Arts & Sciences, Education

Meet your new neighbors: Faculty in Residence Dean Heidi Bostic and Dr. Stephen Pluháček 

By Katie Darragh, communication intern in the Office of University Relations at Marquette University

Seeing faculty members living alongside students on campus has not been the norm at Marquette, but for two professors, it was a natural next step toward developing deeper relationships with the Marquette University community. 

Dr. Heidi Bostic, dean of the Helen Way Klingler College of Arts and Sciences and College of Education, and Stephen Pluháček, affiliated faculty member in theology, recently moved into an apartment in Campus Town East. The married couple are the first faculty to participate in Marquette’s new Faculty in Residence program, which the Office of Residence Life hopes will give faculty participants a clear on-campus presence to help foster a more holistic student experience at Marquette.  

The program has four main goals: 

  • Student success: Research demonstrates Faculty in Residence has a positive impact on student success by improving recruitment, retention and successful transition into life after graduation.  
  • Employee engagement: Beyond encouraging faculty to live on campus, Faculty in Residence engage faculty and staff with the campus community and promote a positive workplace experience.  
  • Sustainability: Faculty in Residence places more faculty and staff within walking or biking distance to campus and promotes sustainability and integral ecology.  
  • Community relations: An increase of on-campus faculty and staff promotes engagement with the broader community, fosters safety and contributes to more thriving neighborhoods. 

While living on campus may seem burdensome for two faculty members, Bostic and Pluháček see it as a positive step for professors looking to “walk the walk” at Marquette, Bostic says.  

“We would not be doing it if it were an additional full-time job,” she says. “I think the spirit [of the program] is faculty integration with students and the community, which is an application of work we are already doing.” 

In fact, for Bostic, the transition is “really natural as a dean because my goals as part of being a faculty in residence are the same: promoting the success of students, helping them connect with faculty, helping community relationships and building sustainability.”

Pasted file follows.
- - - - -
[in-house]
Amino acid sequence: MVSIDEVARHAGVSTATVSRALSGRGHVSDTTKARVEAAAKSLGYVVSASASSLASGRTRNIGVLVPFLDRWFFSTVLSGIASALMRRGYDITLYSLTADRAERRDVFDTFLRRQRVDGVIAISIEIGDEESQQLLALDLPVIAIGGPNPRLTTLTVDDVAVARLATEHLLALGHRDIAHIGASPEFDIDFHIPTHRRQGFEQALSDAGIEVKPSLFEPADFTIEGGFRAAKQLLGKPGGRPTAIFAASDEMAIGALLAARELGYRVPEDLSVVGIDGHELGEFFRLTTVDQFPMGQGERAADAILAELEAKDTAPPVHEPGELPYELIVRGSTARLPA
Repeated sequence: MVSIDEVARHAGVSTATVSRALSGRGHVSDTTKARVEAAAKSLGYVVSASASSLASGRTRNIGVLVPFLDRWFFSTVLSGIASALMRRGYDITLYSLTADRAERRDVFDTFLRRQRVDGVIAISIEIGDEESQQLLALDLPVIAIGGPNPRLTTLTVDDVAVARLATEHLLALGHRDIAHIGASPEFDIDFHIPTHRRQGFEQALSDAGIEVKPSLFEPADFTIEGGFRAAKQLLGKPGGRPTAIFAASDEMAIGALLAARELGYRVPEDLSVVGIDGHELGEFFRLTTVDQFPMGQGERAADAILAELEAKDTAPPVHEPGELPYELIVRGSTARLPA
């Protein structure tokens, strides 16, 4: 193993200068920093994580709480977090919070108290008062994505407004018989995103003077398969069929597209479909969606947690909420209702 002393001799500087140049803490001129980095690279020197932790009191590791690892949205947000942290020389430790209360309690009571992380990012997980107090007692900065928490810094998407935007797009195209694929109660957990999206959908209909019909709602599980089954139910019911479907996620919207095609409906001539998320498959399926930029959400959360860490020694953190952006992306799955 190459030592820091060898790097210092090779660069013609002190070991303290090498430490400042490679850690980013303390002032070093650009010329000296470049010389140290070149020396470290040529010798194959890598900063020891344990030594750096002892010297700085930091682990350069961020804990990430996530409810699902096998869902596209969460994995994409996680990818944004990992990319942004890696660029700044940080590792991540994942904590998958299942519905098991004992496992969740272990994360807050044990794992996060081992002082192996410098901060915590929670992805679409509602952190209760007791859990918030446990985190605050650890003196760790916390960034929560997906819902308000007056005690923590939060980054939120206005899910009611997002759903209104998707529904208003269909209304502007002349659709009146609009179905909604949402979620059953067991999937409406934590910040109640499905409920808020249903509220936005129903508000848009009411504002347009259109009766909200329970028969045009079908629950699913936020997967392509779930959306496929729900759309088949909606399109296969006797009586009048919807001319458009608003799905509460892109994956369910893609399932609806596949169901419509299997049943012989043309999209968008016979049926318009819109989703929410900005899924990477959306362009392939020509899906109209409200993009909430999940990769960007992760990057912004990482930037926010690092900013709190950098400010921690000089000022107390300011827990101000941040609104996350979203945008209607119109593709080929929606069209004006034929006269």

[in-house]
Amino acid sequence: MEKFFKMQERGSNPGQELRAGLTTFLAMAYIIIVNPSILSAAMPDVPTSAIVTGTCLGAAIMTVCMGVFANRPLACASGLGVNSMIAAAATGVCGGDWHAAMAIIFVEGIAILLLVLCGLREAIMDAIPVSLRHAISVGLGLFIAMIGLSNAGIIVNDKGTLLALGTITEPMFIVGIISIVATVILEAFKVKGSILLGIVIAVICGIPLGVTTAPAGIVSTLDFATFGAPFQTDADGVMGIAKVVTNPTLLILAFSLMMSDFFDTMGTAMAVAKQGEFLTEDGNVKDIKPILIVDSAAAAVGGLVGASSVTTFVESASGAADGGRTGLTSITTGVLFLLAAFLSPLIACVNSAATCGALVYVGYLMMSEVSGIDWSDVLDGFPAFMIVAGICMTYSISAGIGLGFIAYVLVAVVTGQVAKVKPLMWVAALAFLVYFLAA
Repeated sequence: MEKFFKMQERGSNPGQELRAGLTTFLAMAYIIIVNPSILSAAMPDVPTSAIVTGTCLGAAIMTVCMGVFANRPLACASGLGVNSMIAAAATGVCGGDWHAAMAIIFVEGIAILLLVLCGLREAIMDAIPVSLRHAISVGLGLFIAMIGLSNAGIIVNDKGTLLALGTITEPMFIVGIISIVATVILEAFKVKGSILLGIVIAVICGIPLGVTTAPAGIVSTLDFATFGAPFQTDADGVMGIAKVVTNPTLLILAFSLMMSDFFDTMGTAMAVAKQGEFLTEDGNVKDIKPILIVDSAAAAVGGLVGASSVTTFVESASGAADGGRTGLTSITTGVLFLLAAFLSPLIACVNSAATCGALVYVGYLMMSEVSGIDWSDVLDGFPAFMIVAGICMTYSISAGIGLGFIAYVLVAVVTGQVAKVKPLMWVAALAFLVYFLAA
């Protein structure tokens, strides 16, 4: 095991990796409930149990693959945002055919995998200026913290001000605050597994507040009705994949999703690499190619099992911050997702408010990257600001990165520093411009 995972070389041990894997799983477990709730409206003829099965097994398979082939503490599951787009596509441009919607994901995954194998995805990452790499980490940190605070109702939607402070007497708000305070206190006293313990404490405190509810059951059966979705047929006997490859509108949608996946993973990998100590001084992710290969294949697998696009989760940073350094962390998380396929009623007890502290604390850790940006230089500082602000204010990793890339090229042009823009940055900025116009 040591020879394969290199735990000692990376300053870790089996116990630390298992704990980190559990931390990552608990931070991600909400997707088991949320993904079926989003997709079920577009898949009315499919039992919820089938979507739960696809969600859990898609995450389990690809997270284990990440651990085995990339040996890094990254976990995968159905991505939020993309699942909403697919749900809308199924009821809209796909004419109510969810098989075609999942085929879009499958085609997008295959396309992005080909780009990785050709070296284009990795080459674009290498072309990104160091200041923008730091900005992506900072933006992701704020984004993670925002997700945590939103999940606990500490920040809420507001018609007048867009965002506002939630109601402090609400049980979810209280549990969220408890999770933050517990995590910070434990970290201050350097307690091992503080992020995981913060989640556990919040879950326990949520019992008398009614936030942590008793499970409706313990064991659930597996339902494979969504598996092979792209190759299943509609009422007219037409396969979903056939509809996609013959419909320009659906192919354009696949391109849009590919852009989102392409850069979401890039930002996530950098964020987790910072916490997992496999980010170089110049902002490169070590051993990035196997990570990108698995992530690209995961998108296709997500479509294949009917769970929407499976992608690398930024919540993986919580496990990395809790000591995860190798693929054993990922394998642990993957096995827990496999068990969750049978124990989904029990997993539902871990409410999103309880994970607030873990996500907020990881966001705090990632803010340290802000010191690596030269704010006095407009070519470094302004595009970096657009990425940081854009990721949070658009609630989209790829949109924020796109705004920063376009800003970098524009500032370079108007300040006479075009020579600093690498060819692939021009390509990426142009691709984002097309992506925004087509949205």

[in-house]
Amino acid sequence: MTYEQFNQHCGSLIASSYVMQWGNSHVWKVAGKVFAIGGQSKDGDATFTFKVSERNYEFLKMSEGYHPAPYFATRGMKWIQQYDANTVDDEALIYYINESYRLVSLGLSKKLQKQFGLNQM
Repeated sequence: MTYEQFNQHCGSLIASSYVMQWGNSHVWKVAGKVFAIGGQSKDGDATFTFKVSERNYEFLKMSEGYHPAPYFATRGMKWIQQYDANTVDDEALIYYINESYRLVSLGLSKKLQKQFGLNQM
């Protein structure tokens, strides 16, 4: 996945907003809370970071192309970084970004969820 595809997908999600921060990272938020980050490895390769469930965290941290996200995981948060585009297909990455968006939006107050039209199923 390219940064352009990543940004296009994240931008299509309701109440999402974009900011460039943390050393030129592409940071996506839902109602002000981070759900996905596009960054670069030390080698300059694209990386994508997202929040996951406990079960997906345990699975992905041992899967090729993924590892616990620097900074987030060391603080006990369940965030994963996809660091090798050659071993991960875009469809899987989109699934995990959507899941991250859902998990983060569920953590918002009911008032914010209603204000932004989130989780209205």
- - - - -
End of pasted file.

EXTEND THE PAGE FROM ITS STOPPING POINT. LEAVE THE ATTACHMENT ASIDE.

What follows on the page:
Breaking down barriers by moving next door 

For Pluháček, the Faculty in Residence program is an excellent way to break down barriers between students and faculty that could prevent learning and growth.

From a faculty perspective, he says, “Faculty have so much to learn from the students. If you’re only interacting in a very formal setting, then you are cut off from the kind of learning that you can get from just interacting with people.” 

Reflecting on their own undergraduate experiences, Bostic and Pluháček note that the connections most transformative to them took place outside of the classroom.  

“We have been thinking so much on the academic side about how to foster student success. We’ve reflected on how our relationships with professors made our undergraduate experience really meaningful,” Bostic says. “We had a lot of interactions with professors outside of the classroom. Therefore, we are seeking a way to make ourselves more available to students in an easy, low-barrier context.” 

‘A different kind of energy’

It is no secret that living next to college students looks different than living next to neighbors in a typical apartment building. For Bostic and Pluháček, though, the student energy is a gift.  

Pluháček says the commotion of students moving back into the apartments and seeing their friends reminds him of what it was like to come back to school.  

“There is so much energy that comes from being around students. We don’t have kids. Our house is very quiet, but you get a different kind of energy living in a neighborhood with a lot of young people,” Bostic says.  

Living next to students also has brought unexpected opportunities for the couple, such as attending on-campus speaker events, noon Mass or athletic events.  

This experience has also been an opportunity for Pluháček to build his music collection from conversations with students in the elevator, and Bostic has found herself connecting with colleagues she does not normally have a chance to run into.  

Overall, Bostic and Pluháček describe moving into Campus Town East like coming home.   

Seeking student input 

Mary Janz, director of residence life, Bostic and Pluháček are seeking student input to further develop the Faculty in Residence program.  

“The next steps are about finding what students need and building on that. We are not trying to duplicate a program that is already in process,” Bostic says. 

They recognize the program needs to develop organically, and it cannot be too constrained to be successful. Rather, they want student opinions, ideas and questions and will measure the success of the program by how well they were able to be a resource. 

“We will know that this pilot program is successful when students feel comfortable enough to approach us without us asking,” Pluháček says. “It would be someone knocking on the door and saying they are missing something from home and us being able to provide them with that. We want to be a resource to students.” 

If students have questions about the program or ideas for how students can benefit from the Faculty in Residence program, they are encouraged to email Janz, Bostic or Pluháček, or simply knock on their door.